Principles, Politics and Privilege: How the Crime-Fraud Exception Can Preserve the Strength of the Attorney-Client Privilege for Government Lawyers and Their Clients

Article excerpt

Introduction
  I. Attorney-Client Privilege Background and Policy
       Justifications
       A. Historical Background and Constitutional
          Justifications
       B. Attorney-Client Privilege Promotes Public Policy
          Through Disclosure and Effective Legal Advice
       C. As an Entity Privilege
       D. Limitations on the Attorney Client Privilege
       E. Crime-Fraud Exception
 II. Dispute over Whether the Government Attorney-Client
       Privilege Should Exist in a Federal Grand Jury Proceeding
       A. Declining to Extend the Government Attorney-Client
          Privilege in the Federal Grand Jury Context
          1. In re Grand Jury Subpoena Duces Tecum
          2. In re Lindsey
          3. In re A Witness Before the Special Grand Jury
          4. Categorical Arguments Against Extending the
             Government Attorney-Client Privilege in the
             Federal Grand Jury Context
             a. Corporate Privilege Rationale Does Not
                Extend to the Government Context
             b. Open and Honest Government Is the
                Paramount Public Interest
             c. Client Candor Is Not Increased Through
                Preservation of the Privilege
             d. Other Privileges Can Provide Sufficient
                Protection to Confidential Materials
       B. Extending the Government Attorney-Client Privilege
          in the Federal Grand Jury Context
          1. In re Grand Jury
          2. In re County of Erie
          3. Categorical Arguments for Government Attorney-Client
             Privilege in Federal Grand Jury Context
             a. Corporate Analogy Is Relevant to a
                Consideration of the Government Attorney-Client
                Privilege
             b. Denying Elected Officials Open Discussions
                About Pending Litigation with Counsel Would
                Be Detrimental to Society as a Whole
             c. Full and Frank Disclosure Is Just as Important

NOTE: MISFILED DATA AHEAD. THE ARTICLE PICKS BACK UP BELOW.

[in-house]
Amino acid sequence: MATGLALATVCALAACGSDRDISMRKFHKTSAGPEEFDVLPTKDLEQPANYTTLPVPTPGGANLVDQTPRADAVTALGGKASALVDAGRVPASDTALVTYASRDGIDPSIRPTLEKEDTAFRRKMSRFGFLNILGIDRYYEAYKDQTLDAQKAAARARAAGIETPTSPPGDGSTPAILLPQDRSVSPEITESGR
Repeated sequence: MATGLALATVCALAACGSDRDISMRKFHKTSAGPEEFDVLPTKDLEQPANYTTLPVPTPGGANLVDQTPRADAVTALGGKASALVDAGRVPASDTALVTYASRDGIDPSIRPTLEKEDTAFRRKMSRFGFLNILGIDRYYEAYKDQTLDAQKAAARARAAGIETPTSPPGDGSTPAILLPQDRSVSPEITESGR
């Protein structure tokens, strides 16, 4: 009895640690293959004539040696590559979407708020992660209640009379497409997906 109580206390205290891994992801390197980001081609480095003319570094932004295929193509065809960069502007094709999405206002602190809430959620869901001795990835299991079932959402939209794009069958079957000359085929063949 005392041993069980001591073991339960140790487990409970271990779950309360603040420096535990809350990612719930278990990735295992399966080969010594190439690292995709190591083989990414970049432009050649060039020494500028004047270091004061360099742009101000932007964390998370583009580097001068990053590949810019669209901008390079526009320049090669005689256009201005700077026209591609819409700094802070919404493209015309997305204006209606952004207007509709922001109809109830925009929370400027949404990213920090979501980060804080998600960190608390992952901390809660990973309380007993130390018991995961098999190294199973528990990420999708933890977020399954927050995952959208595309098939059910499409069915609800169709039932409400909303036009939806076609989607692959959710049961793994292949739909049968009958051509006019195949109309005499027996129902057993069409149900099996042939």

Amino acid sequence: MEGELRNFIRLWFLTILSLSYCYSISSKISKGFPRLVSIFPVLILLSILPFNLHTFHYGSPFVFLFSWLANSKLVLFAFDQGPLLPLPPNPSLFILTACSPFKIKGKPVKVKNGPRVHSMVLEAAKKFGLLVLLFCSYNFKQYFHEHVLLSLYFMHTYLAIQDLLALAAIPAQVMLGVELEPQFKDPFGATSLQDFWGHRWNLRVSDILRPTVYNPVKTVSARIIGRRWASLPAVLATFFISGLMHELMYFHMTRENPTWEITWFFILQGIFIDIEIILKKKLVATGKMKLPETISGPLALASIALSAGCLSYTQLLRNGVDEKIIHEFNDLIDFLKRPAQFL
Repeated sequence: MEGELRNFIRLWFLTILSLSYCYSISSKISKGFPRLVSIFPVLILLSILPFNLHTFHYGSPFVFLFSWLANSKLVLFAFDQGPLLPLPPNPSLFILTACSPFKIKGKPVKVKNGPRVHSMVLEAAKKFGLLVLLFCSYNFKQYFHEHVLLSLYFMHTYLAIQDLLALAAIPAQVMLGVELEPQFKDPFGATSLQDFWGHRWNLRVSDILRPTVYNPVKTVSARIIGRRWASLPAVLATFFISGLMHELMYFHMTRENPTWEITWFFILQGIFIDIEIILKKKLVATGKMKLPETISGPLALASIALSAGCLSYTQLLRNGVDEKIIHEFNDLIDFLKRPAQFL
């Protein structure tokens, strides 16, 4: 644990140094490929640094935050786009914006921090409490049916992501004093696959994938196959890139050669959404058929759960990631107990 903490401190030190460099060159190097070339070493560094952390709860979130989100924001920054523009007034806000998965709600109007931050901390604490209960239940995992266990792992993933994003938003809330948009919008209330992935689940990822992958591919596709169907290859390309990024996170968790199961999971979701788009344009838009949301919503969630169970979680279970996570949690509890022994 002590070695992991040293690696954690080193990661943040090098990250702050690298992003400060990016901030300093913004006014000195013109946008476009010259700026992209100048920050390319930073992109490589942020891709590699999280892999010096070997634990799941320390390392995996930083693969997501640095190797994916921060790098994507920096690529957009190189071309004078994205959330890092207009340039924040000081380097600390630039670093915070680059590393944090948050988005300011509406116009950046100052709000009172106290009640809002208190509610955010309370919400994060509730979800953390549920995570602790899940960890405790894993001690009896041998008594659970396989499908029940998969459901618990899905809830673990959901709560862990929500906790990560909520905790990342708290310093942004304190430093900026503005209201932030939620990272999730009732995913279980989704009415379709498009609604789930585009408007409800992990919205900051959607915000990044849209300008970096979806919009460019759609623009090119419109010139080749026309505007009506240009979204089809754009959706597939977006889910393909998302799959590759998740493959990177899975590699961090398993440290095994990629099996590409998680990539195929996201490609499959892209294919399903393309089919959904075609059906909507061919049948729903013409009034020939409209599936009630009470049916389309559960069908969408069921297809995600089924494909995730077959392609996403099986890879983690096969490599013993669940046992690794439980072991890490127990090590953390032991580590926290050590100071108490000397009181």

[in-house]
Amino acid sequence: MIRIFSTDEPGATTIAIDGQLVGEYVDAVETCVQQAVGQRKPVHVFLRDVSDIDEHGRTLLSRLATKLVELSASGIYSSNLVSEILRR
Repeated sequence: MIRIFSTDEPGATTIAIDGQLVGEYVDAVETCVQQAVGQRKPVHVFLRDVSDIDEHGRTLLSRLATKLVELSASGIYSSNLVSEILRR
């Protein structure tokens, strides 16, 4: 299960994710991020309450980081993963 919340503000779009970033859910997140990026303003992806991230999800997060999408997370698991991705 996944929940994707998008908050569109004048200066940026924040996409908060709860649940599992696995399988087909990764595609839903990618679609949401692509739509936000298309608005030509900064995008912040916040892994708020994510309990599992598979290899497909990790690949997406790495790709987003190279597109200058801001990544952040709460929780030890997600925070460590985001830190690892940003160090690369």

in the Public Context as It Is in the Private
                Context
             d. Other Privileges Do Not Deal with the Unique
                Requirements of Attorney Confidentiality
  III. Resolving the Unclear Standard for the Government
        Attorney-Client Privilege in the Criminal Context
        A. The Client of a Government Attorney Is the
           Organization They Serve
        B. The Underlying Principles Support the Privilege in the
           Federal Grand Jury Context
        C. The Crime-Fraud Exception Is Sufficient to Protect
           the Public Interest
Conclusion

[W]e can attest to the vital importance of candor and confidentiality in the Solicitor General's decisionmaking process.... Our decisionmaking process require[s] the unbridled, open exchange of ideas--an exchange that simply cannot take place if attorneys have reason to fear that their private recommendations are not private at all, but vulnerable to public disclosure. Attorneys inevitably will hesitate before giving their honest, independent analysis if their opinions are not safeguarded from future disclosure. High-level decisionmaking requires candor, and candor in turn requires confidentiality. (1)

INTRODUCTION

Government lawyers are regulated by the ethical rules of the state in which they are members of the bar. (2) In most states, professional responsibility rules of confidentiality do "not distinguish between government and private sector lawyers." (3) As a result, government lawyers are under an ethical obligation to comply with their clients' instructions. (4) The scope of protections provided by asserting the attorney-client privilege in the face of a grand jury subpoena, however, is not clear. (5) Given that over 40,000 lawyers serve our federal government in some capacity, a clear ethical obligation should be provided. (6) An expanding government in the current regulatory regime will require more lawyers to provide counsel to government officials so the government can "function efficiently and effectively. …